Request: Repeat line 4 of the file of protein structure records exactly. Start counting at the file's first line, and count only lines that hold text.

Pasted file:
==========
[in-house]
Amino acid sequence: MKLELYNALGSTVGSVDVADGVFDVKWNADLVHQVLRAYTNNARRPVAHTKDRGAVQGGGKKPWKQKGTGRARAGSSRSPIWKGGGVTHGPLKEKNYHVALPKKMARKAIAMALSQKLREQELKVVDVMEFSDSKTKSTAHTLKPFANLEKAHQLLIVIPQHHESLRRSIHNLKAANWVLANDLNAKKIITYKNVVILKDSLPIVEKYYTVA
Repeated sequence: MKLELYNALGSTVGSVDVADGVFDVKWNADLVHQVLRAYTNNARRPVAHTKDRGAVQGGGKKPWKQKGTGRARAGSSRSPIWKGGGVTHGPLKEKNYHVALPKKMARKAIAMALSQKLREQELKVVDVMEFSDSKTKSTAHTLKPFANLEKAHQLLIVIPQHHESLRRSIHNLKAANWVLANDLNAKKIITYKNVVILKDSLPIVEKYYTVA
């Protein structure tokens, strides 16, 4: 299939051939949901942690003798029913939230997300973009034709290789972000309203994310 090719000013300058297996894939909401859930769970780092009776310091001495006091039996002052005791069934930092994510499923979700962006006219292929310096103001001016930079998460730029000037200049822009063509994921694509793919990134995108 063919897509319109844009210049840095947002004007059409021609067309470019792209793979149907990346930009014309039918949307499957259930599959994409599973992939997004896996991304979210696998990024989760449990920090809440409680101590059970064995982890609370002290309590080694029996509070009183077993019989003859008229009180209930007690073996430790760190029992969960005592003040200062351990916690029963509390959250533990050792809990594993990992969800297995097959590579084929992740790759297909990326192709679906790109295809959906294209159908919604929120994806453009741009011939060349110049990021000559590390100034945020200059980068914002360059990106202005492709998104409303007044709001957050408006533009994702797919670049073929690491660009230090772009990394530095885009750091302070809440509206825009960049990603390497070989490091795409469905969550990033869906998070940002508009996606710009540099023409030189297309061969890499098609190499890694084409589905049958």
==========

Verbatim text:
């Protein structure tokens, strides 16, 4: 299939051939949901942690003798029913939230997300973009034709290789972000309203994310 090719000013300058297996894939909401859930769970780092009776310091001495006091039996002052005791069934930092994510499923979700962006006219292929310096103001001016930079998460730029000037200049822009063509994921694509793919990134995108 063919897509319109844009210049840095947002004007059409021609067309470019792209793979149907990346930009014309039918949307499957259930599959994409599973992939997004896996991304979210696998990024989760449990920090809440409680101590059970064995982890609370002290309590080694029996509070009183077993019989003859008229009180209930007690073996430790760190029992969960005592003040200062351990916690029963509390959250533990050792809990594993990992969800297995097959590579084929992740790759297909990326192709679906790109295809959906294209159908919604929120994806453009741009011939060349110049990021000559590390100034945020200059980068914002360059990106202005492709998104409303007044709001957050408006533009994702797919670049073929690491660009230090772009990394530095885009750091302070809440509206825009960049990603390497070989490091795409469905969550990033869906998070940002508009996606710009540099023409030189297309061969890499098609190499890694084409589905049958």